Puri: A board outside a temple for the Goddess Kali orders Dalits to stop at this point. "Harijans can pray from here," it declares. The warning sign was put up in August last year after three schoolgirls entered the shrine to offer Prasad to the Goddess, an icon of empowerment and Shakti.
The caretaker of the temple in Orissa's Puri district offers no apologies for the discrimination. "It is against tradition," he says, "Our fathers did not allow harijans to step inside the temple, and we will also bar their entry. We will die rather than let it happen."
''This is highly objectionable. How can they do it? I will take some time out personally and go there myself and take action against them," said L Punia, Chairman of the National commission for Scheduled Caste and Scheduled Tribes.
Now, based on NDTV's report this morning, the Centre has asked the Orissa government to provide more information on why this was not stopped.
Chandana Bhoi is one of the young girls who visited the Goddess, triggering a vengeful response. "There should be no discrimination. We can do the same work as the upper-castes," she says. "We pray to the same Gods, so why are we treated so badly?"
Her entire village waits for the answer. Ranapada is home to 80 Dalit families who earn their living as sharecroppers. But since the temple controversy last year, they have been given no work. Upper caste leaders from surrounding villages decided to teach them a lesson. Landlords in the area took back the land given for cultivation to the Dalits.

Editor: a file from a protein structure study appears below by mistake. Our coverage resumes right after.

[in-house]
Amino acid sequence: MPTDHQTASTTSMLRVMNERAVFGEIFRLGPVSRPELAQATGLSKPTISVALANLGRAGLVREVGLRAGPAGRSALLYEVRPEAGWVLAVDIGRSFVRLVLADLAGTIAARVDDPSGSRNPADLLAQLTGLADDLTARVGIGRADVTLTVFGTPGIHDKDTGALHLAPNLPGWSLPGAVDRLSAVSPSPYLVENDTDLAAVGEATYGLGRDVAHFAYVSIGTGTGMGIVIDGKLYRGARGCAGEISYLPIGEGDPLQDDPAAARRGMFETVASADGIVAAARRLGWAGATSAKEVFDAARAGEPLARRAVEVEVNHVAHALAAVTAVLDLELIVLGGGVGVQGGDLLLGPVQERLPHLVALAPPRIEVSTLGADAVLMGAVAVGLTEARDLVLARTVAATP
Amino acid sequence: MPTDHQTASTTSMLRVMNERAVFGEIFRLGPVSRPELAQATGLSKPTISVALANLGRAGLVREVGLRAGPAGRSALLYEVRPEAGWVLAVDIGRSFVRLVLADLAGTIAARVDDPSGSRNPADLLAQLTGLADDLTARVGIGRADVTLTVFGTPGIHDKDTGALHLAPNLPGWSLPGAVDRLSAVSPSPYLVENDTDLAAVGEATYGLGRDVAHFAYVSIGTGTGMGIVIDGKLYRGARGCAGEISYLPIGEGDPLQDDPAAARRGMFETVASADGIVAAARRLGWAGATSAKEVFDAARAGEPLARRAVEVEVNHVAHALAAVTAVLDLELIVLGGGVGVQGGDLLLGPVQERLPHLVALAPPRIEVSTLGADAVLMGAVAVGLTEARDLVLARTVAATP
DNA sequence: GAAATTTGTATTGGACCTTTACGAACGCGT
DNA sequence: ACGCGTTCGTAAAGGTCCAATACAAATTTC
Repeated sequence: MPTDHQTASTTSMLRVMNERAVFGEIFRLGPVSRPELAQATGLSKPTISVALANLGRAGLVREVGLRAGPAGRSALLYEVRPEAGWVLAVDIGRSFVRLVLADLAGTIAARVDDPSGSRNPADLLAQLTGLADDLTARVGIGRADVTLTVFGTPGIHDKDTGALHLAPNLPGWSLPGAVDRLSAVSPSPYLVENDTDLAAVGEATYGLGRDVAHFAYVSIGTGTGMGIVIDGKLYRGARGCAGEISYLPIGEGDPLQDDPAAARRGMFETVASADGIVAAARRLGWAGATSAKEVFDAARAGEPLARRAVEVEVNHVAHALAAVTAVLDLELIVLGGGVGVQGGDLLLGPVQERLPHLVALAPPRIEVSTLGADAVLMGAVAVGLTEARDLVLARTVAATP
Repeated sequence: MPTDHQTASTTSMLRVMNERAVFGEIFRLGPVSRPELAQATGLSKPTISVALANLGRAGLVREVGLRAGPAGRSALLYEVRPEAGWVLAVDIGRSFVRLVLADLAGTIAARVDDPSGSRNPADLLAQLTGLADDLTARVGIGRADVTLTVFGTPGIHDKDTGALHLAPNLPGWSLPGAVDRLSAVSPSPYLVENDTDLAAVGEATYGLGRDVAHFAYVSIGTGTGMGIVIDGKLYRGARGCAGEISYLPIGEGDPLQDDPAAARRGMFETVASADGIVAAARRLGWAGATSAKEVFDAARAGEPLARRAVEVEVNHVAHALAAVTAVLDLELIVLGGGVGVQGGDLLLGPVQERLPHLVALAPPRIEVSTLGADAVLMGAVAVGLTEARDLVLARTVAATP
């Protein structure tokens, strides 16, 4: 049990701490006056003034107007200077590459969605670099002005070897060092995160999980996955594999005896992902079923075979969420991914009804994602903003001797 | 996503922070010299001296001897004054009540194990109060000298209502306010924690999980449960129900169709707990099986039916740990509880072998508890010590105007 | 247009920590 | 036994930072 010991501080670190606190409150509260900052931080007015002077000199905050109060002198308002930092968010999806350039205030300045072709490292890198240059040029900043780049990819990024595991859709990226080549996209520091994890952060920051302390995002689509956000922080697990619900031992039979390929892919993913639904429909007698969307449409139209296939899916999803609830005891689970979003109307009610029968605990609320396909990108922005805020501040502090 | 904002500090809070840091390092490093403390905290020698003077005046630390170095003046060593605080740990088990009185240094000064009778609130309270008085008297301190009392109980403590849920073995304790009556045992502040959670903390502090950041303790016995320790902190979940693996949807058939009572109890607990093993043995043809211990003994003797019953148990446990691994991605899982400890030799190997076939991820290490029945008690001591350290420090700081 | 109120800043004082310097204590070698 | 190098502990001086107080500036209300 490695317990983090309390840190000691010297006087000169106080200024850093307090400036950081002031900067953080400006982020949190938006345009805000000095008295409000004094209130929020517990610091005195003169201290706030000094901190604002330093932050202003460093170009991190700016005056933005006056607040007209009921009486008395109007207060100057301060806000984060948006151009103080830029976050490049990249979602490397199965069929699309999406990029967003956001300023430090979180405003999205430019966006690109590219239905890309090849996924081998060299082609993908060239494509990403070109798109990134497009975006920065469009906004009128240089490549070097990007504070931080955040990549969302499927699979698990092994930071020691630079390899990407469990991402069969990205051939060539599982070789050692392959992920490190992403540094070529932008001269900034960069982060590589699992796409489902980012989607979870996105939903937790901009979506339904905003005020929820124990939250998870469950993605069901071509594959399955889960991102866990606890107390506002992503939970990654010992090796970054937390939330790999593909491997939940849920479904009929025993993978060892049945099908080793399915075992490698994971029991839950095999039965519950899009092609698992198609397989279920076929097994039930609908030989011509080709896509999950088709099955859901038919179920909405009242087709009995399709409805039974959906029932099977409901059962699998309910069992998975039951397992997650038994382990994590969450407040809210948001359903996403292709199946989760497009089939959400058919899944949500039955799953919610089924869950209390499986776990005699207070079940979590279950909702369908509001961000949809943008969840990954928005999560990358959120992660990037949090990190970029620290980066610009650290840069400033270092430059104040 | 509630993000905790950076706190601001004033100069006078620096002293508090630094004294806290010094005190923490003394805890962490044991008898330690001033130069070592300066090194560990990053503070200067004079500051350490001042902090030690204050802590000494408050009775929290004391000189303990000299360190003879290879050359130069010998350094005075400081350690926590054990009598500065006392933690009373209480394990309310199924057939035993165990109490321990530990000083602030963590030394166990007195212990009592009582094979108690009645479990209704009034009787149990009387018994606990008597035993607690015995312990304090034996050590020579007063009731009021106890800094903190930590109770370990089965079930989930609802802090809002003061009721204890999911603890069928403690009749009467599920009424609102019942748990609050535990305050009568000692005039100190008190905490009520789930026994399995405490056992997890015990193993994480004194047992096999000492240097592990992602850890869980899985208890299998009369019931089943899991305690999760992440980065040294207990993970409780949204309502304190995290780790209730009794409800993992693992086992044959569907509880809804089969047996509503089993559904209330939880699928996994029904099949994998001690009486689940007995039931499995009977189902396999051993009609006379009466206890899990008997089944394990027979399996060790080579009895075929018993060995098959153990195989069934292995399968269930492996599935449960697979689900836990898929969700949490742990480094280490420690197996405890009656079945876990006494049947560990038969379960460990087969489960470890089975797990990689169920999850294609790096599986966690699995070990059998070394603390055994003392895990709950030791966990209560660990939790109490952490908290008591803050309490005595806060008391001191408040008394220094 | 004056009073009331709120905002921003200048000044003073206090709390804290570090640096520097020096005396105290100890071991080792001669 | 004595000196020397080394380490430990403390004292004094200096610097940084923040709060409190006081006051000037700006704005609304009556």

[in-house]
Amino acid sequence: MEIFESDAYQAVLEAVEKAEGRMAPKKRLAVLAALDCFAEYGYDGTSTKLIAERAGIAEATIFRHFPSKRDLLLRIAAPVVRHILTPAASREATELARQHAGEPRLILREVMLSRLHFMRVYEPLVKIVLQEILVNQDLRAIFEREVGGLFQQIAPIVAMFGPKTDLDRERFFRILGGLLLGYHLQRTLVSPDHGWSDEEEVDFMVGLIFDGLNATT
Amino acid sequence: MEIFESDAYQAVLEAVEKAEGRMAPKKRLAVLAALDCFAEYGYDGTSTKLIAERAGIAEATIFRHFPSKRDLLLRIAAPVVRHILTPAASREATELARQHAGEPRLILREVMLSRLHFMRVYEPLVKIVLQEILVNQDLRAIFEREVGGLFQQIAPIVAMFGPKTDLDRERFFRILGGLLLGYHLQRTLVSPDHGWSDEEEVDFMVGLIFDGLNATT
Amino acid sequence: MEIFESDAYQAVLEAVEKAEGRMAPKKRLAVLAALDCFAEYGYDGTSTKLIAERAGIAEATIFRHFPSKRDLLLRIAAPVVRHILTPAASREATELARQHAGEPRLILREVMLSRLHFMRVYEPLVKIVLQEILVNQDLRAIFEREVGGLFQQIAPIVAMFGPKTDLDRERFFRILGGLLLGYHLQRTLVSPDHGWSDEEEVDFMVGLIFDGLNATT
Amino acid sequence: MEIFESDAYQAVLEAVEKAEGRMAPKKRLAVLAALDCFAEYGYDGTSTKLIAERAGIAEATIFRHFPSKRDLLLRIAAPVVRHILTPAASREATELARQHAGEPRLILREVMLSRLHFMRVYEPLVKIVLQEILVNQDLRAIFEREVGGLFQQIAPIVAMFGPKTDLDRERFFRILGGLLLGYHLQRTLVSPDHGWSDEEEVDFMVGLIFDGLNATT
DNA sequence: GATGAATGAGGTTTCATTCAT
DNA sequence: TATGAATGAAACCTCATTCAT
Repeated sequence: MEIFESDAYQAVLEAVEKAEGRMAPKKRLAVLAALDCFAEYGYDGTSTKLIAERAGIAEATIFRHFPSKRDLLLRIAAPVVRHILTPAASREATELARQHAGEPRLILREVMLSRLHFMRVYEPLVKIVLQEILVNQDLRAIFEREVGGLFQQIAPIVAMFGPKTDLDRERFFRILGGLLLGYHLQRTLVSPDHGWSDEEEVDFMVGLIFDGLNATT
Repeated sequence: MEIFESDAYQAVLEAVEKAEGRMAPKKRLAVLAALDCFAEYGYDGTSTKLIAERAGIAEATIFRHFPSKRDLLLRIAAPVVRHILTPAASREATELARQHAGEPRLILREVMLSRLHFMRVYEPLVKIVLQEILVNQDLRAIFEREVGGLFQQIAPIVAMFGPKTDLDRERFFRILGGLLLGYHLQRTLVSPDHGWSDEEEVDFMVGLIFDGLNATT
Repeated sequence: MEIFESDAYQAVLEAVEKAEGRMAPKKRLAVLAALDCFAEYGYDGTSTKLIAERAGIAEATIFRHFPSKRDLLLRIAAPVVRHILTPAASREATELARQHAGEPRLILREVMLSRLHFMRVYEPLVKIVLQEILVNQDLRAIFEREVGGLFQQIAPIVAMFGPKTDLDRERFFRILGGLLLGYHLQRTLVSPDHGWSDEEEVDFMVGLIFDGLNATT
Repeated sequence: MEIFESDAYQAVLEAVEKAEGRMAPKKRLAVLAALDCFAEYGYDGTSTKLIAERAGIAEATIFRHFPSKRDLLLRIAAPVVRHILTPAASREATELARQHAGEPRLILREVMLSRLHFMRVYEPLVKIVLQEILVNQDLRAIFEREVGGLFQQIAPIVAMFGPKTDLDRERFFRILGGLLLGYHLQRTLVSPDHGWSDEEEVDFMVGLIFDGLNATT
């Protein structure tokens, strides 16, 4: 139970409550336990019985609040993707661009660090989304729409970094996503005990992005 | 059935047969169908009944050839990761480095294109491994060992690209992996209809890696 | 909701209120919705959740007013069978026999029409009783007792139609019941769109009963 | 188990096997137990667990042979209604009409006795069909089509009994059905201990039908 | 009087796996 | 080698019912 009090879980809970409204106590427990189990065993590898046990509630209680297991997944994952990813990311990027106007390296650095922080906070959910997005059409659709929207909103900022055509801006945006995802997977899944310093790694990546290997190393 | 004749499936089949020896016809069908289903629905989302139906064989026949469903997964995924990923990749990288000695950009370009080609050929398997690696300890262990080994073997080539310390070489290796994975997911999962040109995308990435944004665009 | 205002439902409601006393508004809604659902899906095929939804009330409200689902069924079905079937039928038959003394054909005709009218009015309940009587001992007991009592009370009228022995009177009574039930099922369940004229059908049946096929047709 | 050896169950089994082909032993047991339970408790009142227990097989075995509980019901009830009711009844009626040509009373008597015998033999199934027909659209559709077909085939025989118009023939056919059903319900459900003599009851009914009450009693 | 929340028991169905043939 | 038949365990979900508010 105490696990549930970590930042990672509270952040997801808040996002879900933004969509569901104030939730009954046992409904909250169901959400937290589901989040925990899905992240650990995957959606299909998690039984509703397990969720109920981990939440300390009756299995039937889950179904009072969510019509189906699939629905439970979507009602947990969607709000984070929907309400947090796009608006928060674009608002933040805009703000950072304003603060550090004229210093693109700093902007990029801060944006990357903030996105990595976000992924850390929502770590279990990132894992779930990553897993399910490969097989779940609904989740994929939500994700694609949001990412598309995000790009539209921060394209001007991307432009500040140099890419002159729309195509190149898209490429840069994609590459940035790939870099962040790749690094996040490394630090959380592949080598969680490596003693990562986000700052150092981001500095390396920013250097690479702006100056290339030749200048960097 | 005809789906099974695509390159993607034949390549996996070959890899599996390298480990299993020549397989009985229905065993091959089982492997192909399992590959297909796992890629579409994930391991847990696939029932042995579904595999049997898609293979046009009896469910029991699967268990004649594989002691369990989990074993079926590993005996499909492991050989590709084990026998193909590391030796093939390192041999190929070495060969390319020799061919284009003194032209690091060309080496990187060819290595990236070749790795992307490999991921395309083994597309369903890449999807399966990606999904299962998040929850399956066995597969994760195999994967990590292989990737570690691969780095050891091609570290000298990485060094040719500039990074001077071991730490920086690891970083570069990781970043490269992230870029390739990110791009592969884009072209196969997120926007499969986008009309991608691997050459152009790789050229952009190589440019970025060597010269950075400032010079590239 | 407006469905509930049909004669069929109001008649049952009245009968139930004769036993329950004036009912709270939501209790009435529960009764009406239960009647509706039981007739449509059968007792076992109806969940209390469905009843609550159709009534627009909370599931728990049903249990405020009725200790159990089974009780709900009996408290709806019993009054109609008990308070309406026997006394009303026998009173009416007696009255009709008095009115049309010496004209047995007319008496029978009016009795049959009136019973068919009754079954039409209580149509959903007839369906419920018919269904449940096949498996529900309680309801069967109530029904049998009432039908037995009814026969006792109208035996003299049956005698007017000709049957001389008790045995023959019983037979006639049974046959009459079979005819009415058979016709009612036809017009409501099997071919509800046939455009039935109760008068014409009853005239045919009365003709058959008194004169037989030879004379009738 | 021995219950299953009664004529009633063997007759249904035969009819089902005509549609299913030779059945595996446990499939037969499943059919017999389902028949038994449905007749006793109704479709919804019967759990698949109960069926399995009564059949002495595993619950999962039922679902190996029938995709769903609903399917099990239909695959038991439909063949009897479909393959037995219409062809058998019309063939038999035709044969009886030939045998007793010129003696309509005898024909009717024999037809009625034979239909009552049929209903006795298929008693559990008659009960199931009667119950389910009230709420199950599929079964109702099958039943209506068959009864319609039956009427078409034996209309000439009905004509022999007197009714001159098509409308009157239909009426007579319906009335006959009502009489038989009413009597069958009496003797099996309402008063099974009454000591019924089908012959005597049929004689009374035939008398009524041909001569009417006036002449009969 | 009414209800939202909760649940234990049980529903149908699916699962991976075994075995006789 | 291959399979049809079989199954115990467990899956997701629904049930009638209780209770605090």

"They did not call us to cultivate their land - neither women nor men," says an out-of-work farmer. "We used to work in their fields and share the harvest. Then they stopped hiring us."
When they wakened to the problem, local officials employed the Dalit farmers under the National Rural Employment Guarantee Scheme or NREGA. They spent months working on constructing a road. But they have been paid just half of what they are due. Wages not being handed out are a common problem with NREGA - middlemen or contractors are also known to pocket part of the money that's due to hires.
The Dalit farmers say elected representatives in the area are from upper castes - and will not protect them at the risk of upsetting their vote bank. Sanjay Dasverma, who represents the area, refutes this allegation. "There is no vote-bank politicking in my constituency. I always try to keep the constituency above these issues," he says.
But the board outside the temple proves that there is little political will in undoing the wrongs inflicted here - or in challenging archaic and illegal conventions rooted in the caste system. A young couple in their wedding finery crouches outside the temple, seeking the Goddess' blessings, forbidden from drawing any closer. Nobody blinks.